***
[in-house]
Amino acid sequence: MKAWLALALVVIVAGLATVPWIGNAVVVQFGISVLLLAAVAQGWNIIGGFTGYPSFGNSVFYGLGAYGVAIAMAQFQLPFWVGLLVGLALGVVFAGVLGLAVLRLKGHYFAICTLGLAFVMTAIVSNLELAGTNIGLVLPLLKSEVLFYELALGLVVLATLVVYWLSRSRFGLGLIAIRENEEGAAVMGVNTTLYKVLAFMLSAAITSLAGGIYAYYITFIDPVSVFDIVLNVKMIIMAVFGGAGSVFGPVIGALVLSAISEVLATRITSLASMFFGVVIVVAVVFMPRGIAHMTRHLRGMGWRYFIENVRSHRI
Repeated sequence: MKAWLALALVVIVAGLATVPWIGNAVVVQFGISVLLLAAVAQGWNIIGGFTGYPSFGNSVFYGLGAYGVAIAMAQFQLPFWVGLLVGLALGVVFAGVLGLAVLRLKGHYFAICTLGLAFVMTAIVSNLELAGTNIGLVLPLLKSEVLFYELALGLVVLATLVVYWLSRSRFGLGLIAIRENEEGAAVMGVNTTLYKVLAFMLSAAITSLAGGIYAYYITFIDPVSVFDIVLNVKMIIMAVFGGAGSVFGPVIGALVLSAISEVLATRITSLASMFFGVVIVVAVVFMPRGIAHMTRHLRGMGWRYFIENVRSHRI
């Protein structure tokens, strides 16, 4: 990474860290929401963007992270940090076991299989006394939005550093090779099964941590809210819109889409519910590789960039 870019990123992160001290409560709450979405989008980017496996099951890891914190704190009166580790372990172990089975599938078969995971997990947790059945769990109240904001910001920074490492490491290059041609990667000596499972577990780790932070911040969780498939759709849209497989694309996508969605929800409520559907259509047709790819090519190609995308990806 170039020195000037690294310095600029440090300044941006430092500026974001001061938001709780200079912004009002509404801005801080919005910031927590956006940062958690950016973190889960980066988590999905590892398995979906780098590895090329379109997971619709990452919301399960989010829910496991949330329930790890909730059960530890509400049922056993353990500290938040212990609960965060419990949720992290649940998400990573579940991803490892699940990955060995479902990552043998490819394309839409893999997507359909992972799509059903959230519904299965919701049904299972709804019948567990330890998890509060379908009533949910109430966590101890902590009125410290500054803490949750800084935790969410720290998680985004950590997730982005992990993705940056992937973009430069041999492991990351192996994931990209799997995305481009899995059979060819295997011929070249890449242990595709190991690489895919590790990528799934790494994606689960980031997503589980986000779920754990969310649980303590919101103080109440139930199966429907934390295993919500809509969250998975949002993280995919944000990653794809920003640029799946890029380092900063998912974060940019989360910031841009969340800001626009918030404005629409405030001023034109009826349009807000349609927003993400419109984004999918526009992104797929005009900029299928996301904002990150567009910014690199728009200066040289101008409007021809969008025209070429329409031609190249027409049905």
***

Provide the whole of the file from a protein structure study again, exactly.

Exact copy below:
[in-house]
Amino acid sequence: MKAWLALALVVIVAGLATVPWIGNAVVVQFGISVLLLAAVAQGWNIIGGFTGYPSFGNSVFYGLGAYGVAIAMAQFQLPFWVGLLVGLALGVVFAGVLGLAVLRLKGHYFAICTLGLAFVMTAIVSNLELAGTNIGLVLPLLKSEVLFYELALGLVVLATLVVYWLSRSRFGLGLIAIRENEEGAAVMGVNTTLYKVLAFMLSAAITSLAGGIYAYYITFIDPVSVFDIVLNVKMIIMAVFGGAGSVFGPVIGALVLSAISEVLATRITSLASMFFGVVIVVAVVFMPRGIAHMTRHLRGMGWRYFIENVRSHRI
Repeated sequence: MKAWLALALVVIVAGLATVPWIGNAVVVQFGISVLLLAAVAQGWNIIGGFTGYPSFGNSVFYGLGAYGVAIAMAQFQLPFWVGLLVGLALGVVFAGVLGLAVLRLKGHYFAICTLGLAFVMTAIVSNLELAGTNIGLVLPLLKSEVLFYELALGLVVLATLVVYWLSRSRFGLGLIAIRENEEGAAVMGVNTTLYKVLAFMLSAAITSLAGGIYAYYITFIDPVSVFDIVLNVKMIIMAVFGGAGSVFGPVIGALVLSAISEVLATRITSLASMFFGVVIVVAVVFMPRGIAHMTRHLRGMGWRYFIENVRSHRI
């Protein structure tokens, strides 16, 4: 990474860290929401963007992270940090076991299989006394939005550093090779099964941590809210819109889409519910590789960039 870019990123992160001290409560709450979405989008980017496996099951890891914190704190009166580790372990172990089975599938078969995971997990947790059945769990109240904001910001920074490492490491290059041609990667000596499972577990780790932070911040969780498939759709849209497989694309996508969605929800409520559907259509047709790819090519190609995308990806 170039020195000037690294310095600029440090300044941006430092500026974001001061938001709780200079912004009002509404801005801080919005910031927590956006940062958690950016973190889960980066988590999905590892398995979906780098590895090329379109997971619709990452919301399960989010829910496991949330329930790890909730059960530890509400049922056993353990500290938040212990609960965060419990949720992290649940998400990573579940991803490892699940990955060995479902990552043998490819394309839409893999997507359909992972799509059903959230519904299965919701049904299972709804019948567990330890998890509060379908009533949910109430966590101890902590009125410290500054803490949750800084935790969410720290998680985004950590997730982005992990993705940056992937973009430069041999492991990351192996994931990209799997995305481009899995059979060819295997011929070249890449242990595709190991690489895919590790990528799934790494994606689960980031997503589980986000779920754990969310649980303590919101103080109440139930199966429907934390295993919500809509969250998975949002993280995919944000990653794809920003640029799946890029380092900063998912974060940019989360910031841009969340800001626009918030404005629409405030001023034109009826349009807000349609927003993400419109984004999918526009992104797929005009900029299928996301904002990150567009910014690199728009200066040289101008409007021809969008025209070429329409031609190249027409049905």